There are basically three standard types of mortgage though these do come in slightly different flavours and packages. Mortgage Lenders may provide introductory offers or combination packages (where you bank, save, borrow and mortgage all with the same financial services provider) but they will all belong to the 3 core mortgage types. A common approach for mortgage lenders is to provide a mortgage which has an initial fixed term, once this term comes to an end the mortgage changes to a variable rate.
A fixed rate mortgage product calculates the monthly mortgage repayment using a fixed APR. This is perfect for if you want to know exactly how much you are going to repay each month. Fixed rate mortgages are typically set higher than the standard variable interest rate that the mortgage company offers. This means that you will pay more than the standard monthly repayments if you had elected to take a variable rate mortgage but, if interest rates rise, your monthly mortgage repayments don't. Fixed rate mortgages are perfect for planning a straight line monthly budget and are consequently the most popular mortgage product.
A variable rate mortgage product calculates the monthly mortgage repayments using a varying APR. The APR is typically linked to the Bank of England Interest rate though set slightly higher so that the mortgage lender can make money above the rate of interest at which they borrow (if they borrow from the Bak of England for example). A variable rate mortgage can be a good deal, particularly when interest rates are low, they are however more risky than fixed rate mortgages. If the Bank of England Interest rate increases, so do your monthly repayments. If there is a sudden sharp increase, it could add hundreds of pounds to your monthly repayments. If you have any concern about varying monthly repayments, you should seriously consider a fixed rate mortgage.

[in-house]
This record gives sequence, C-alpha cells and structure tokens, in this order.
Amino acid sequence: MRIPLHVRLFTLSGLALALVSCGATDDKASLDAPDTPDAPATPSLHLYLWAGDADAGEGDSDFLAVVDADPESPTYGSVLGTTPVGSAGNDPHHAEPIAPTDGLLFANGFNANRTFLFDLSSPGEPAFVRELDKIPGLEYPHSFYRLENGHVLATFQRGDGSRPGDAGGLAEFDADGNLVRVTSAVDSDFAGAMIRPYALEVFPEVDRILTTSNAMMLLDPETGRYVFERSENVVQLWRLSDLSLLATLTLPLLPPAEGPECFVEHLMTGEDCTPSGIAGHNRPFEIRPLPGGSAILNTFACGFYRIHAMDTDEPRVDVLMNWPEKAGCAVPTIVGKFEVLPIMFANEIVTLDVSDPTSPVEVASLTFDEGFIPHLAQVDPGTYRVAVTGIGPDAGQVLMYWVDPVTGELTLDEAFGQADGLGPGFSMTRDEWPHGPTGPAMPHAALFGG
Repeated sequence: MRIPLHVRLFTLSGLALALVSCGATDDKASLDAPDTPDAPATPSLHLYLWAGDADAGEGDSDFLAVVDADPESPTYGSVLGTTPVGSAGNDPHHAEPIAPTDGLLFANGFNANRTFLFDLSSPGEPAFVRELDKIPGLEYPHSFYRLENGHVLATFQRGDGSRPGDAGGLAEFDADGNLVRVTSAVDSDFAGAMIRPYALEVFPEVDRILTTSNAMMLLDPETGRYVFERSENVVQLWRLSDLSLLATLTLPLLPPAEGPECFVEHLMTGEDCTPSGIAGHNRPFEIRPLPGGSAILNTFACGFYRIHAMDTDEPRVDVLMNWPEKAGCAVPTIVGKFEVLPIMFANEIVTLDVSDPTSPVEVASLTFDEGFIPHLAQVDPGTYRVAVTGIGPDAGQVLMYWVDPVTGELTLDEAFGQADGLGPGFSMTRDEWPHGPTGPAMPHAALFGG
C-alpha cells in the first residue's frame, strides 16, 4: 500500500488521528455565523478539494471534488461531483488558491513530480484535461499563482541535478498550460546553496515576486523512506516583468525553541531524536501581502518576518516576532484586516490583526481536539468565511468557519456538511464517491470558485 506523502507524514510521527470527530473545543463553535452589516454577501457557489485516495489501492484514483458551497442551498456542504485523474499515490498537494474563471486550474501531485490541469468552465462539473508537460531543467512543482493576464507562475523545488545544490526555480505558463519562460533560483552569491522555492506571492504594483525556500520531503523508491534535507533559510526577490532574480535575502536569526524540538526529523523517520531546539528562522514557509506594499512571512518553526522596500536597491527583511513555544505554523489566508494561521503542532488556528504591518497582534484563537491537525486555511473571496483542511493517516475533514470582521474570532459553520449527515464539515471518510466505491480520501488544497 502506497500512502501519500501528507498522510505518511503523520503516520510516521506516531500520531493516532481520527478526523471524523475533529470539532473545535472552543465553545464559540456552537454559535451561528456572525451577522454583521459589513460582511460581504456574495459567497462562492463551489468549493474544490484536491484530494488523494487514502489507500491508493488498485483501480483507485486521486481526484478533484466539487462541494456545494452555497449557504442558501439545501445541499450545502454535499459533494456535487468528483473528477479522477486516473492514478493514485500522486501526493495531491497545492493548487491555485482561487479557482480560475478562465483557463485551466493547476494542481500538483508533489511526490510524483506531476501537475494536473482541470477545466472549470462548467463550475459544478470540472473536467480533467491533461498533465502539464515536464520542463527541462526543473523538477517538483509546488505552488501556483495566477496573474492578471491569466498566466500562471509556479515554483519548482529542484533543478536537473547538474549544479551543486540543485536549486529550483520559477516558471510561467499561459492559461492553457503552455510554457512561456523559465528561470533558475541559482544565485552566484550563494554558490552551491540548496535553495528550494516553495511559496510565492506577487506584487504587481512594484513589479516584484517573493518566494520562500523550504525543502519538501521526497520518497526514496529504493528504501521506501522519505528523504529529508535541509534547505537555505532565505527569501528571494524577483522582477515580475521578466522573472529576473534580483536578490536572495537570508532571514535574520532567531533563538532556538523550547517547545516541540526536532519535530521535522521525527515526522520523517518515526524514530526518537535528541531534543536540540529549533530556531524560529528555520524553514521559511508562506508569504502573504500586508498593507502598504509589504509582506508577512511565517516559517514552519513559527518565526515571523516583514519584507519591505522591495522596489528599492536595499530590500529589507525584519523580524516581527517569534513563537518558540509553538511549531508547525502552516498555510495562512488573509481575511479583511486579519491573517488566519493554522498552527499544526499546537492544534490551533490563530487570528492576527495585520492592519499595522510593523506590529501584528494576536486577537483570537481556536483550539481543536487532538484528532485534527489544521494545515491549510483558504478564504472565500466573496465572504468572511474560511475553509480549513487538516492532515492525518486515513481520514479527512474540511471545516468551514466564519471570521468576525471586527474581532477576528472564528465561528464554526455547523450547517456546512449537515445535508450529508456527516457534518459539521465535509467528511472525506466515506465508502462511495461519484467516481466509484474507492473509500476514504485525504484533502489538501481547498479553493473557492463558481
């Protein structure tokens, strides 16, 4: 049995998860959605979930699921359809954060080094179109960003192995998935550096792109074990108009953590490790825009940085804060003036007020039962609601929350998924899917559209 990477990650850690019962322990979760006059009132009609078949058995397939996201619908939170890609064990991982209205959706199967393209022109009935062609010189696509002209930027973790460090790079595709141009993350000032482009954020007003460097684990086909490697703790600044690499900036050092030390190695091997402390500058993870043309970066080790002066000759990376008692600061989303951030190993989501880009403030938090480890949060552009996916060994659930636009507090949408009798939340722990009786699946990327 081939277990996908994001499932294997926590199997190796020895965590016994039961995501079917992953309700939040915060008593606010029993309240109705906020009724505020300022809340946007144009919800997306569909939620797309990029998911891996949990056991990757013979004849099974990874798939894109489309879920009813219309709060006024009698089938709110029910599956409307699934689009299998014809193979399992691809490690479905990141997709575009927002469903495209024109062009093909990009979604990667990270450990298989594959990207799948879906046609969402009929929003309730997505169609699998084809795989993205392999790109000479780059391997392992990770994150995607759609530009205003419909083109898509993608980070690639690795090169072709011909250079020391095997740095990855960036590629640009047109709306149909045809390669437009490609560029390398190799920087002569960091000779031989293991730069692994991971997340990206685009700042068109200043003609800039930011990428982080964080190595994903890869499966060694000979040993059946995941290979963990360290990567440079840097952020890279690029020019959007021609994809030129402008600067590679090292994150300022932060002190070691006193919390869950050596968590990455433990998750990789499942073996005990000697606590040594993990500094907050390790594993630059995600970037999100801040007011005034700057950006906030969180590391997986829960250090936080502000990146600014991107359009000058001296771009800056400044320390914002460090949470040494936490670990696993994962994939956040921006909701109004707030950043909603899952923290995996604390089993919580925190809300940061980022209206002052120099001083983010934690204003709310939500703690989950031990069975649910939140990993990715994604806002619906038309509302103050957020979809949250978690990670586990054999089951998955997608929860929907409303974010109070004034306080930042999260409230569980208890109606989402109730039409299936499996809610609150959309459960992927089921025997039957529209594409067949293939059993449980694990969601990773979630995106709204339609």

Unlike Fixed rate and variable rate mortgages, the amount you owe never reduces with an interest only mortgage. The Interest only mortgage is typically provided on the understanding that you have a separate financial product that will repay the mortgage at the end of the mortgage agreement. This is normally a savings plan, you may have heard of endowments. In simple terms, you need to prove to the mortgage lender that you will have sufficient funds at the end of the mortgage term to repay the mortgage. Interest only mortgages are less popular than they were a few decades ago, borrowers and lenders now prefer mortgage agreements where the mortgage is constantly being repaid, albeit in small monthly repayments.
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